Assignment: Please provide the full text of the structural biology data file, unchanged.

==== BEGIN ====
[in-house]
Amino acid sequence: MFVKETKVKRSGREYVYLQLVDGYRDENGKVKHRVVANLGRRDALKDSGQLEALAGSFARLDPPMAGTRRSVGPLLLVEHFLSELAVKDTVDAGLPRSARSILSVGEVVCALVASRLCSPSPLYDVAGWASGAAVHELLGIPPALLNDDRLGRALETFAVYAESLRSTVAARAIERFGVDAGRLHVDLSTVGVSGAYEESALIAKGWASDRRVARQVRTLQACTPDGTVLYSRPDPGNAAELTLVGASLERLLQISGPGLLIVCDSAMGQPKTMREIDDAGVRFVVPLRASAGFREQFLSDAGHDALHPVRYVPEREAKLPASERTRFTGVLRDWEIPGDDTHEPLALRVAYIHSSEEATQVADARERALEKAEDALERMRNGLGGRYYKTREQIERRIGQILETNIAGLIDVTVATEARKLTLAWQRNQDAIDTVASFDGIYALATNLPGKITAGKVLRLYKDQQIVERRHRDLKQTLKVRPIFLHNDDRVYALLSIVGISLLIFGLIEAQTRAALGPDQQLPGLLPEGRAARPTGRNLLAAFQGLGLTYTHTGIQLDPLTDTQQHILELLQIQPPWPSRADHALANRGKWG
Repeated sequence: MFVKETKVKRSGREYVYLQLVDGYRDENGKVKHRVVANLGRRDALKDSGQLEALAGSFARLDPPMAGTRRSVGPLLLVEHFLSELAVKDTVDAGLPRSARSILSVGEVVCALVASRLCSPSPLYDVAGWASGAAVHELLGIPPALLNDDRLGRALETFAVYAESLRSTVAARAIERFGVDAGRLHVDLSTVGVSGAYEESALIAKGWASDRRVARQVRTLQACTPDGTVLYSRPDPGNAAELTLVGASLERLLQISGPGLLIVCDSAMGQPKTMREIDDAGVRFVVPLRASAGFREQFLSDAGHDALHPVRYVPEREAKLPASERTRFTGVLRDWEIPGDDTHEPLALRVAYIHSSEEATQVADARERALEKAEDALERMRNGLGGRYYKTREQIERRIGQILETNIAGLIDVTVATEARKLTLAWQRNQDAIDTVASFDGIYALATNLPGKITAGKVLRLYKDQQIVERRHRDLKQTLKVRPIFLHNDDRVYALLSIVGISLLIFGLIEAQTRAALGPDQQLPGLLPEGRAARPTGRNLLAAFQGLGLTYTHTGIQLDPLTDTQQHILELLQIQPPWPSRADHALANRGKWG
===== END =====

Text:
[in-house]
Amino acid sequence: MFVKETKVKRSGREYVYLQLVDGYRDENGKVKHRVVANLGRRDALKDSGQLEALAGSFARLDPPMAGTRRSVGPLLLVEHFLSELAVKDTVDAGLPRSARSILSVGEVVCALVASRLCSPSPLYDVAGWASGAAVHELLGIPPALLNDDRLGRALETFAVYAESLRSTVAARAIERFGVDAGRLHVDLSTVGVSGAYEESALIAKGWASDRRVARQVRTLQACTPDGTVLYSRPDPGNAAELTLVGASLERLLQISGPGLLIVCDSAMGQPKTMREIDDAGVRFVVPLRASAGFREQFLSDAGHDALHPVRYVPEREAKLPASERTRFTGVLRDWEIPGDDTHEPLALRVAYIHSSEEATQVADARERALEKAEDALERMRNGLGGRYYKTREQIERRIGQILETNIAGLIDVTVATEARKLTLAWQRNQDAIDTVASFDGIYALATNLPGKITAGKVLRLYKDQQIVERRHRDLKQTLKVRPIFLHNDDRVYALLSIVGISLLIFGLIEAQTRAALGPDQQLPGLLPEGRAARPTGRNLLAAFQGLGLTYTHTGIQLDPLTDTQQHILELLQIQPPWPSRADHALANRGKWG
Repeated sequence: MFVKETKVKRSGREYVYLQLVDGYRDENGKVKHRVVANLGRRDALKDSGQLEALAGSFARLDPPMAGTRRSVGPLLLVEHFLSELAVKDTVDAGLPRSARSILSVGEVVCALVASRLCSPSPLYDVAGWASGAAVHELLGIPPALLNDDRLGRALETFAVYAESLRSTVAARAIERFGVDAGRLHVDLSTVGVSGAYEESALIAKGWASDRRVARQVRTLQACTPDGTVLYSRPDPGNAAELTLVGASLERLLQISGPGLLIVCDSAMGQPKTMREIDDAGVRFVVPLRASAGFREQFLSDAGHDALHPVRYVPEREAKLPASERTRFTGVLRDWEIPGDDTHEPLALRVAYIHSSEEATQVADARERALEKAEDALERMRNGLGGRYYKTREQIERRIGQILETNIAGLIDVTVATEARKLTLAWQRNQDAIDTVASFDGIYALATNLPGKITAGKVLRLYKDQQIVERRHRDLKQTLKVRPIFLHNDDRVYALLSIVGISLLIFGLIEAQTRAALGPDQQLPGLLPEGRAARPTGRNLLAAFQGLGLTYTHTGIQLDPLTDTQQHILELLQIQPPWPSRADHALANRGKWG